As is the case of numerous modern institutions, PIL or set of rules governing interstate affairs and relations was also initially a European creation dating back to the 1648 Peace of Westphalia. It is generally understood that as a result of the 30 years war (1618 – 1848) that ended the Catholic Pope’s rule over Europeans, Sovereign States or Territorial States were thus born. 1648 Peace of Westphalia was the series of peace treaties that were signed between the Habsburgs and their Catholic allies v. the Protestant (Sweden, Denmark, Dutch, Holy Roman Principalities) and Catholic (France) Anti-Habsburg allies, effectively ending the Holy Roman Empire and recognizing the independence of  each sovereign (monarch of each region at that time). Yes, some famous modern political theorists have argued that “sovereignty” of a State lies within its people, however, at its origin, sovereignty was meant to indicate the vested powers of a monarch in Europe. This sovereign power indicated freedom to decide on a religion (or to not decide) within each state as well as draw territorial borderlines which are defining characteristics of powers exercised by a modern “State.”

The existence of International Relations or inter-state relations (sovereign states) presumes the existence of a rule that governs it – Public International Law. Indeed, there were treaties and legal concepts that predate the 1648 Peace of Westphalia, however, such are understood as to fall short of qualifying the modern definition of Public International Law – perhaps they can be considered when discussing inter-temporal law. For example the 1494 Treaty of Tordesillas is not considered as PIL in its modern definition for Spain and Portugal at that time were not “sovereign states,” but kingdoms subordinate to the Pope in Vatican.

The very first non-Christian state to be incorporated into the European legal order of PIL was Ottoman Empire (Turkey) via her invitation to the 1856 Congress of Paris. Republic of Korea was first incorporated into the PIL order via the 1895 Treaty of Shimonoseki concluded as a result of the first Sino-Japanese war. Article 1 of the treaty stated that “China recognizes definitively the full and complete independence and autonomy of Korea…”


1648 – World War I (1914)

This era is characterized by the coexistence of capitulation and colonialism systems. European states did not consider non-European states in Asia and Africa – with a few exceptions such as the Ottoman Empire, China, and Japan – as equal sovereign states. From their perspective, the absence of a sovereign state in new-found lands indicated a terra nullius, subject-able to conquest. Thus, colonies were established. As for the Ottoman Empire, China, and Japan, unequal treaties (約) were used such as the 1842 Treaty of Nanking to form the capitulation system. Under this system, European states were given certain privileges and immunities in relation to religion, trade, and criminal jurisdiction even when present in the territory of another sovereign. Remember a “sovereign” possessing sovereign powers was understood to exercise supreme authority within that sovereign’s own territory. 

World War I (1918) – World War II (1939)

The formal horizontal expansion of the “International Community” was completed based on Article 1 of the 1919 Covenant of the League of Nations (Part I of the Peace Treaty of Versailles). The Permanent Court of International Justice was established in accordance to the Covenant of the League of Nations (1921 – 1946).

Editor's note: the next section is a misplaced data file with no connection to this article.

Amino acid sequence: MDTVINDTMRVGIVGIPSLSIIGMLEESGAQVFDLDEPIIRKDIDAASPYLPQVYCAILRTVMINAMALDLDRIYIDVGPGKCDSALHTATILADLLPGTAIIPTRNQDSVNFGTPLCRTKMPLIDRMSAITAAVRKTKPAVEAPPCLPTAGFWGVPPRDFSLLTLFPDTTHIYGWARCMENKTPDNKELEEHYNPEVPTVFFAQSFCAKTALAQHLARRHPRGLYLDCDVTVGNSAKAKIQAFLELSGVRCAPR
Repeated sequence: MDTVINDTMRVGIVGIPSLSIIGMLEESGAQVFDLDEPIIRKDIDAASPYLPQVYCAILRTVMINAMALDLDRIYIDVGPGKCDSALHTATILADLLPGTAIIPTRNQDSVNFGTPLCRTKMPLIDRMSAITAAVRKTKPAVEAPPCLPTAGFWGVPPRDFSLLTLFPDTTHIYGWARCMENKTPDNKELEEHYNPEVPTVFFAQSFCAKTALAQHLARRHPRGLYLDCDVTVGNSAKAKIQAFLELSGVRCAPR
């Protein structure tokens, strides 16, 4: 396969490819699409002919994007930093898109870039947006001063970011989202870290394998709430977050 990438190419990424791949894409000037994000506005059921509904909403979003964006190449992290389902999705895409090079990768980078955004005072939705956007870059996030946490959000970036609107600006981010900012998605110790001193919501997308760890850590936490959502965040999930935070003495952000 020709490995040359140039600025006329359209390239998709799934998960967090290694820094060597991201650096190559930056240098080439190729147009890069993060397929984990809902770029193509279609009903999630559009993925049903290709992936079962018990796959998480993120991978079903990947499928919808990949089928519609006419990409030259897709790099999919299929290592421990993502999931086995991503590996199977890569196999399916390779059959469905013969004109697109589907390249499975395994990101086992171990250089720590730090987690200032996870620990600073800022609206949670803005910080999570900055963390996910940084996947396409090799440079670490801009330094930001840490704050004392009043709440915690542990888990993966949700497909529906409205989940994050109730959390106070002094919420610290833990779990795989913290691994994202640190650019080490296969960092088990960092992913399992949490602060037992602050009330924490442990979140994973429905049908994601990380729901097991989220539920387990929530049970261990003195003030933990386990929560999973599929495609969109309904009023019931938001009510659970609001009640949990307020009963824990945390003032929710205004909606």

World War II (1945) – 1960

At the conclusion of WWII, two temporary military tribunals were established to prosecute individuals whom have committed war-crimes, crimes against peace and humanity under the name of PIL. Soon followed the development of Human Rights.

In 1947, the International Law Commission was established by the General Assembly to undertake the mandate of the Assembly, under article 13 (1) (a) of the Charter of the United Nations to “initiate studies and make recommendations for the purpose of … encouraging the progressive development of international law and its codification”. ILC has since contributed to the codification and progressive development of PIL through preparing drafts for numerous treaties.

1960 – 1990

The codification of  PIL inter alia Law of Treaties, Diplomacy, Law of the Sea, and Succession have been completed. With the independence of African States the traditional international law order faced challenges from the Third World. Sub-divisions of PIL such as International Environmental Law (IEL) began to develop.

Post 1990

With the end of the Cold War, the UN Security Council has recovered its original functions. New problems such as “terrorism” arose under PIL


Against Scholars in the Field of Politics and International Relations

Realists, institutionalists, or Structuralists or what have you quite often enjoy questioning the very existence of Public International Law from a political and IR perspective. Many are confused by this question, believing that it goes to the very fundamental inquiry of whether “law” that cannot be enforced is to be considered as “law.” However, this fallacious claim stems from their failure to understand that PIL is “normative and binding.” We shall continue this discussion in our advanced level studies.


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img_1852Joining in 2010, Seungmin is a Founding Member of and Senior Partner at Yonsei ULS. Please be advised: the comment, writing, or column does not represent  the official position of YULS.